This month on Road to Durban, CNN's Robyn Curnow, Nkepile Mabuse and Ayesha Durgahee meet in Johannesburg, South Africa's most populated city, to explore the efforts being made to cut the country's carbon emissions.
South Africa is a destination with soul that will wend its way into your heart over the course of a few days. It can be hard to leave, and many choose to make it home after getting a taste of the culture and endless variety of new experiences. You're on the Cape now, and things are captivatingly different here.
For children around the world, the circus is a place of wonder and excitement. For children in Cape Town, it's also a place of hope and inspiration. At the Zip Zap Circus School youngsters from the city's tough townships learn new skills alongside kids from Cape Town's affluent neighborhoods. The aim is not just to teach circus tricks like juggling and tumbling, but to build self esteem, instill discipline and teach life skills that will give the youths a better future.
In South Africa this summer for the Global Forum hosted by Fortune, Time, and CNN in Cape Town, I was in a car driving northwest from Johannesburg in the pale winter sun, marveling at an endless landscape, when we suddenly came across what can only be described as a rural slum. It was the sort of place into which African workers had been cruelly decanted under the apartheid regime: row upon row of tin shacks, a few miserable roadside markets, kids trying to flag us down to sell soccer scarves and oranges. We didn't stop.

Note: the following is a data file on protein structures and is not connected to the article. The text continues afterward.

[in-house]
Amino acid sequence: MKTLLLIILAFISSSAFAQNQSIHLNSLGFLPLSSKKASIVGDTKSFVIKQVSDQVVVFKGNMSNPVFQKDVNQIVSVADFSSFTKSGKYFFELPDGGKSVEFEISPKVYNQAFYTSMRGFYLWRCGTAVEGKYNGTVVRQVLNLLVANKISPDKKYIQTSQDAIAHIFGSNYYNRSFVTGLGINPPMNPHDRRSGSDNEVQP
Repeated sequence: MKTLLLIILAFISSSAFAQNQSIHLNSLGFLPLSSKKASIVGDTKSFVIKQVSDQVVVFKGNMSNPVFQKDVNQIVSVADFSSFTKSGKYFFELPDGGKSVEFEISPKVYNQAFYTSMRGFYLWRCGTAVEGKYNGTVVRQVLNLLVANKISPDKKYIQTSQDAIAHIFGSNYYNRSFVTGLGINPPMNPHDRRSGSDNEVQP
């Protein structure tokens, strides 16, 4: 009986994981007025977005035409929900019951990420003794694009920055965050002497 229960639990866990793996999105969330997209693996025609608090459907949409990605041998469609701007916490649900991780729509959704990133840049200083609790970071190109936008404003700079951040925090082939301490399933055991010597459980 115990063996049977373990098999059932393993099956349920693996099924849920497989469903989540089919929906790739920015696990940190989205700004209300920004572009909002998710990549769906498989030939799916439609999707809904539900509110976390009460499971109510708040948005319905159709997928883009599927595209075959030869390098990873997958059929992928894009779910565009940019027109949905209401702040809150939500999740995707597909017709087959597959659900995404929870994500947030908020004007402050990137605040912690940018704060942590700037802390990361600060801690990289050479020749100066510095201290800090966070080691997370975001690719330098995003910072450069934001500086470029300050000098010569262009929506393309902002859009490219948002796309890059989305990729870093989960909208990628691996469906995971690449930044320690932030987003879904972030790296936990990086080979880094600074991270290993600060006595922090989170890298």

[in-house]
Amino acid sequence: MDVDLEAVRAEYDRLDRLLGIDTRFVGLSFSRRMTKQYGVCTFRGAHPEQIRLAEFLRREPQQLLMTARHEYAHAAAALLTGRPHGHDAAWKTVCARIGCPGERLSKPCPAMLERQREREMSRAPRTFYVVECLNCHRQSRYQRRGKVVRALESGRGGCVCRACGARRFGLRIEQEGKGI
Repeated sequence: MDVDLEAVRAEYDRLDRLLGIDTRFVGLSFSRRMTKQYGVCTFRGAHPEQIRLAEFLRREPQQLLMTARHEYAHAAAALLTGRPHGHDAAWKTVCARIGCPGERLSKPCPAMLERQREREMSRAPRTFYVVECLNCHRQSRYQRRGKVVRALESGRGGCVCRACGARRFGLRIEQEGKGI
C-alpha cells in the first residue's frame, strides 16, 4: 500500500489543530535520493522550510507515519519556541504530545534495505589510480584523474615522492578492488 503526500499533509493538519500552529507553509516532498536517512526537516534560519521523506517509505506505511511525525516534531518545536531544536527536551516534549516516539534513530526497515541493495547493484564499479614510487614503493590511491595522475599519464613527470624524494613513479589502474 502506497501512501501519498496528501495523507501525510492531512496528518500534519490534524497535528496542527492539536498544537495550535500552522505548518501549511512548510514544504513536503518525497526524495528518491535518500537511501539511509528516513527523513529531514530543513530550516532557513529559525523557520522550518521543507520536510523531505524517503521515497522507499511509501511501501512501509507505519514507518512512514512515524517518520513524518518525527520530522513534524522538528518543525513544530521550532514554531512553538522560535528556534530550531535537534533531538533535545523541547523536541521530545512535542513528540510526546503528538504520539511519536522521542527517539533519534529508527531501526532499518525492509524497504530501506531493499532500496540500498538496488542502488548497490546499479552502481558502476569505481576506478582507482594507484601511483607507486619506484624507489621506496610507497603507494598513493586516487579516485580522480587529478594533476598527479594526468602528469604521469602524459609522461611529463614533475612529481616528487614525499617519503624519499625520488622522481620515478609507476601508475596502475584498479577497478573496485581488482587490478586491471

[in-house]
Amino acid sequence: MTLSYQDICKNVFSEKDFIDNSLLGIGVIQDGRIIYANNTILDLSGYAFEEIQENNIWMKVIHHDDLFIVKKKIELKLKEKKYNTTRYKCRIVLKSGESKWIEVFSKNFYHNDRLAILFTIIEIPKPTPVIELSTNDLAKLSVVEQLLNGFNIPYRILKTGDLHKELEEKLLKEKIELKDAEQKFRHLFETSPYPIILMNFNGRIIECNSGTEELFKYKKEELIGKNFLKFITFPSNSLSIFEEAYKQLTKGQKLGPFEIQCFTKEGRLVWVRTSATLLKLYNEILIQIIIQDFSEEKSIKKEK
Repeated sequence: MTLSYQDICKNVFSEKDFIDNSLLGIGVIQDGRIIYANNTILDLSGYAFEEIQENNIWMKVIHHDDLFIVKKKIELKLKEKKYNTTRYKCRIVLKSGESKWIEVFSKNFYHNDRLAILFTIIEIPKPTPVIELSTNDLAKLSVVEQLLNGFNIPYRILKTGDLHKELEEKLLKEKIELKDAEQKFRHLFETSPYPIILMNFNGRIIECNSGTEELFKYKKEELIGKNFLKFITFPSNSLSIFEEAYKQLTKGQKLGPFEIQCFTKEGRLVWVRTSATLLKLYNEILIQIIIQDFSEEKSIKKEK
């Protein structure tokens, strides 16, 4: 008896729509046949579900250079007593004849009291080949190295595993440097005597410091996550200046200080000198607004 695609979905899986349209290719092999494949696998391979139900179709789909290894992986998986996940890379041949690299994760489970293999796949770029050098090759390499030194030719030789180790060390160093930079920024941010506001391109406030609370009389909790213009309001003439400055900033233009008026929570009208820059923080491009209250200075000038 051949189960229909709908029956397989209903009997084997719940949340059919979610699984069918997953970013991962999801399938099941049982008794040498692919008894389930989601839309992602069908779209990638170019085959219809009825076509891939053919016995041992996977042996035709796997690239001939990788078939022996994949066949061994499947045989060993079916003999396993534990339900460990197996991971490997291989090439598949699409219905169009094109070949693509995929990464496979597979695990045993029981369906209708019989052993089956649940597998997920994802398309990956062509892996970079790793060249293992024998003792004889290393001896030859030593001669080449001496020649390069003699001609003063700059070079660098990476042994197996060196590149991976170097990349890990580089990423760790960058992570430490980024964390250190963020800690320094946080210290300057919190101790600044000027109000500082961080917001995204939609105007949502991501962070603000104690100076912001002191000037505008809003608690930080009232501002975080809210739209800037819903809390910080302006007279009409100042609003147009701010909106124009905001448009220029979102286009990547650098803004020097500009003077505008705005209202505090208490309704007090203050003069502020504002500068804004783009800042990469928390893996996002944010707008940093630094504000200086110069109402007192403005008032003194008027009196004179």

CAPE TOWN, South Africa -- It's fall here at the bottom of Africa, which gives the region a bit more of a football feel. And futbol too, of course. But before I get to the business of covering the World Cup later this week -- hopefully I'll find some good coffee by then -- I have a few NFL thoughts, plus a couple of book ideas for your Father's Day gift-giving.
The United States is in. So are Brazil, England, Spain and 15 other nations. Yet with eight months to go before the 2010 World Cup, more tickets have been purchased by people from the U.S. (11.7 percent at last count) than from any other country except the host nation, South Africa (47.9 percent).
A trip abroad is never really complete until I've taken at least one long (possibly lethal) nature hike. Maybe it's my love for fresh air, or maybe it's my constant need for a change of scenery. But, usually, it's simply because somebody tells me it's part of the merit badge requirement.
Exhibitions during the offseason are a double-edged sword, no matter how you look at them. You answered a question about players complaining of the long season, yet booking numerous exhibitions during the offseason. While I lean towards the argument of players losing credibility for this phenomenon, I have to think they are acting partially as ambassadors of the sport and taking the sport (and themselves) to places that have little tennis exposure. -- J. Duncan, Flagstaff, Ariz.
Barrydale -- 100 miles east of Cape Town -- is becoming a South African Santa Fe, with galleries, wineries, boutique hotels and hiking trails set amid the Western Cape's vast Klein Karoo. Below, an easy itinerary.
"This bush is called the Climber's Friend," said the guide, pointing at a plant on Cape Town's Table Mountain. The prickly bush certainly didn't look amicable. "Grab onto it if you think you're going to fall," he continued. "It might save your life."
In South African townships rife with violence and poverty, thousands of children find comfort and knowledge daily after school by dancing, playing, painting and eating. They study math, reading, music, theater and more, while their older countrymen learn first aid, safe-sex practices, vocational and other life skills.